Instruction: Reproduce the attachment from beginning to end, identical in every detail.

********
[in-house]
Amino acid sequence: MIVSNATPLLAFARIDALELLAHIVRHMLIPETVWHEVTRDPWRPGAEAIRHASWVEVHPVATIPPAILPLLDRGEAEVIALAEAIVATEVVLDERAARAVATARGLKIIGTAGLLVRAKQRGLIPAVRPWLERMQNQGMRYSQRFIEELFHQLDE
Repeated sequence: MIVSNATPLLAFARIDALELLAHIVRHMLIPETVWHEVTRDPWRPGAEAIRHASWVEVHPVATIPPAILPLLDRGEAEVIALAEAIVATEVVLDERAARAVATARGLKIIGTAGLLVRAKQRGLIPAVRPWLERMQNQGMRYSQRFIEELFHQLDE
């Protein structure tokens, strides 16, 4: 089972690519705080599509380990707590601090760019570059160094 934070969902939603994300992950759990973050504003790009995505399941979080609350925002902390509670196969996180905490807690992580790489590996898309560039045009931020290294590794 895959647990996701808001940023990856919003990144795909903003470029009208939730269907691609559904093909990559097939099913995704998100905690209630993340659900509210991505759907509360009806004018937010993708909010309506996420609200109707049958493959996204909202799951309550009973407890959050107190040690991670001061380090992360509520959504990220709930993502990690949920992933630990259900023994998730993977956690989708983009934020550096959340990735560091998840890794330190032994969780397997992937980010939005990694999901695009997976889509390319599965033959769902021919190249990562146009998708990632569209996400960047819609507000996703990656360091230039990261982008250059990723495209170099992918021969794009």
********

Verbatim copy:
[in-house]
Amino acid sequence: MIVSNATPLLAFARIDALELLAHIVRHMLIPETVWHEVTRDPWRPGAEAIRHASWVEVHPVATIPPAILPLLDRGEAEVIALAEAIVATEVVLDERAARAVATARGLKIIGTAGLLVRAKQRGLIPAVRPWLERMQNQGMRYSQRFIEELFHQLDE
Repeated sequence: MIVSNATPLLAFARIDALELLAHIVRHMLIPETVWHEVTRDPWRPGAEAIRHASWVEVHPVATIPPAILPLLDRGEAEVIALAEAIVATEVVLDERAARAVATARGLKIIGTAGLLVRAKQRGLIPAVRPWLERMQNQGMRYSQRFIEELFHQLDE
């Protein structure tokens, strides 16, 4: 089972690519705080599509380990707590601090760019570059160094 934070969902939603994300992950759990973050504003790009995505399941979080609350925002902390509670196969996180905490807690992580790489590996898309560039045009931020290294590794 895959647990996701808001940023990856919003990144795909903003470029009208939730269907691609559904093909990559097939099913995704998100905690209630993340659900509210991505759907509360009806004018937010993708909010309506996420609200109707049958493959996204909202799951309550009973407890959050107190040690991670001061380090992360509520959504990220709930993502990690949920992933630990259900023994998730993977956690989708983009934020550096959340990735560091998840890794330190032994969780397997992937980010939005990694999901695009997976889509390319599965033959769902021919190249990562146009998708990632569209996400960047819609507000996703990656360091230039990261982008250059990723495209170099992918021969794009």